"She was the 'momma,'" said the former Ruth Toonen, a Green Bay native who married Packers star Tony Canadeo in 1943. "They all loved her. She was a wonderful lady and took very good care of them, and they knew it."
Often, Wallen was a welcoming committee of one when the players arrived in town.
After all, enough of them stayed at the Astor that Curly Lambeau would instruct them to report there before the first practice of summer. "Suggest that new players go directly to the Astor Hotel upon arrival in Green Bay unless they have already established residence elsewhere," he wrote his players on Aug. 1, 1944, 19 days before the opening workout.
Once they were settled in, those players also quickly learned there was far more to Wallen's hospitality than just a smile at the door.
"She looked after us just like she was our mother," said end Nolan Luhn, who played from 1945-49. "A real nice lady. She'd talk to every one of the players every day. She'd more or less screen prank calls or whatever. She seemed about 50. Just a lovely lady. She knew every player, their mom and dad, girlfriends, whatever."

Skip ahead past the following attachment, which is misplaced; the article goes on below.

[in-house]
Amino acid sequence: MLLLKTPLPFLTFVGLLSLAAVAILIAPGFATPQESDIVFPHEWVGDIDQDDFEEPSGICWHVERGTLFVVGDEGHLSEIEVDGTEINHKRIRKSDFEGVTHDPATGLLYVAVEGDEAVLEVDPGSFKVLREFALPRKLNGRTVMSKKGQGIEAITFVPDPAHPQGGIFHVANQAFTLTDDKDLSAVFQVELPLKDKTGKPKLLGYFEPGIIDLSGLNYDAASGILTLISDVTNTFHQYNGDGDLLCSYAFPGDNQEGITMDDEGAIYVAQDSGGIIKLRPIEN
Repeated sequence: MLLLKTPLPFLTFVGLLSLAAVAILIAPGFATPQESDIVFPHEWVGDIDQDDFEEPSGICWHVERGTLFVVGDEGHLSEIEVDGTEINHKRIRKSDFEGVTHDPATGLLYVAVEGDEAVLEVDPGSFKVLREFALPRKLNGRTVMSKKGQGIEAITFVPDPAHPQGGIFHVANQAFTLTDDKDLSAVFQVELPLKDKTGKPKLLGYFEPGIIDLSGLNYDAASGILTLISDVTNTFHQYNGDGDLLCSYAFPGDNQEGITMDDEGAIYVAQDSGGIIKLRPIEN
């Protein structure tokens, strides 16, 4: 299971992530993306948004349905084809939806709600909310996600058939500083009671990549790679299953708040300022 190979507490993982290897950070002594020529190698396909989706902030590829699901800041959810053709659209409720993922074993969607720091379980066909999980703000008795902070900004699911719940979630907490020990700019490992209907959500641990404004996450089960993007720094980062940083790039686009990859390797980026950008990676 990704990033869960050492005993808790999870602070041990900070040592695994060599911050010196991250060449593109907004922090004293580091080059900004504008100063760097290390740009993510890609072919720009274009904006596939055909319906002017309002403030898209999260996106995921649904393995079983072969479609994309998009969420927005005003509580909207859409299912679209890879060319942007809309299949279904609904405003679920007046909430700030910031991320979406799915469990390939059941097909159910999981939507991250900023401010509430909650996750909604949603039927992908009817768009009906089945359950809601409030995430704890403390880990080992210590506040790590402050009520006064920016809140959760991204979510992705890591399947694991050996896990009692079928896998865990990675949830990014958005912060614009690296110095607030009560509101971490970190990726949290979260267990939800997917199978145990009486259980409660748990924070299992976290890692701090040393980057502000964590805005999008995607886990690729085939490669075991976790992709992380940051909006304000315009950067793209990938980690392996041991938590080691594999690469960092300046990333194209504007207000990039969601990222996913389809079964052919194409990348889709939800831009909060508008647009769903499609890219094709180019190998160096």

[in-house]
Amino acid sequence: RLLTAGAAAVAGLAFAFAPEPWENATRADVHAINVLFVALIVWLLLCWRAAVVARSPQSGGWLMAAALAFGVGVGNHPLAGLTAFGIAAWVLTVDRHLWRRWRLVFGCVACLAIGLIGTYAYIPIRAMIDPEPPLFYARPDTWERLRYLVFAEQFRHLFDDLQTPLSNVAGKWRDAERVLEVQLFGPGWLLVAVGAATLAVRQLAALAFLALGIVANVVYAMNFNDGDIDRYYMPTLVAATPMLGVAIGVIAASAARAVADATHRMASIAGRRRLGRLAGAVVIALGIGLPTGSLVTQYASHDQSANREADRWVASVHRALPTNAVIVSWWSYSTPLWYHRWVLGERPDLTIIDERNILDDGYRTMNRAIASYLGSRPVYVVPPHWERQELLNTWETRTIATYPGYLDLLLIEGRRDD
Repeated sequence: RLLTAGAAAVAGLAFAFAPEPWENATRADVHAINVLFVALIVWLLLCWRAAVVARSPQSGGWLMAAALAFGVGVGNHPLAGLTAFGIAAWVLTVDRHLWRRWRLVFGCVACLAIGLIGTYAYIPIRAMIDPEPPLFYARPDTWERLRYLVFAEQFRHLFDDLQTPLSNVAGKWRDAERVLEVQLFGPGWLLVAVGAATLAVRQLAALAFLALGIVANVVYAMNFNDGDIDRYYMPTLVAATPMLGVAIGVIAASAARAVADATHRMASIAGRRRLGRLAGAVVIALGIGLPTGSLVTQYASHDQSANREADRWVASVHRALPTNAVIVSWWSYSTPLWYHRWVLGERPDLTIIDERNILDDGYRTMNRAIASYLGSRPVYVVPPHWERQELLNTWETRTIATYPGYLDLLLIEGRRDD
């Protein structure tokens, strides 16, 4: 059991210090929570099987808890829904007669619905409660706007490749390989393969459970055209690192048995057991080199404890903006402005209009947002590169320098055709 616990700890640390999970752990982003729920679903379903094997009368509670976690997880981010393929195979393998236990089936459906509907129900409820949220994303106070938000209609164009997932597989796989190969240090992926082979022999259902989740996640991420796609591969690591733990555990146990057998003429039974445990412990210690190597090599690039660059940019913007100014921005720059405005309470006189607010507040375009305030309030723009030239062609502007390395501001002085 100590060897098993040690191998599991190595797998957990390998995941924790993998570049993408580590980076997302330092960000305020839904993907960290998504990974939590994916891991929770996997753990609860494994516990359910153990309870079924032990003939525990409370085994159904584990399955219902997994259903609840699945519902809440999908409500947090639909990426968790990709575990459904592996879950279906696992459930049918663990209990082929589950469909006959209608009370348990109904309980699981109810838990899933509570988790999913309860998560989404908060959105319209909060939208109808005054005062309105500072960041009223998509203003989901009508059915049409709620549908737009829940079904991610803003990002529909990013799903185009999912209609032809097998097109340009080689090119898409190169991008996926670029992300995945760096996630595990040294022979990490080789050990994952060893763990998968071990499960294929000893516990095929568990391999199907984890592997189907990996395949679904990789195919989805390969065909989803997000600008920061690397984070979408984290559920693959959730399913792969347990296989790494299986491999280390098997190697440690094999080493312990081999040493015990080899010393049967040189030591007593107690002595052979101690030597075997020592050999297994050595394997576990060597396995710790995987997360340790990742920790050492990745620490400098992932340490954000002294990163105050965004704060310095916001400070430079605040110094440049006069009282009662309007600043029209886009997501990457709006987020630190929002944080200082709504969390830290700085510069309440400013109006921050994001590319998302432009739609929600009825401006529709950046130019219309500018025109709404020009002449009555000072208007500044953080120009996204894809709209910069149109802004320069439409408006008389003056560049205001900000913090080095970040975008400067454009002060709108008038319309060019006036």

Yet, all the while, Wallen also had her own hardships and tragedies to deal with.
Saddest of all, she was the divorced mother of a young son, Earl, who would die during the attack on Pearl Harbor on Dec. 7, 1941. Earl had enlisted in the Marine Corps in December 1939 and had written his mother a letter from Honolulu dated Nov. 27, 1941, where he informed her that he would be serving on the U.S. Battleship California through Christmas. Sue Wallen received the letter at her Ashland Avenue home on Green Bay's West Side the day before the bombing.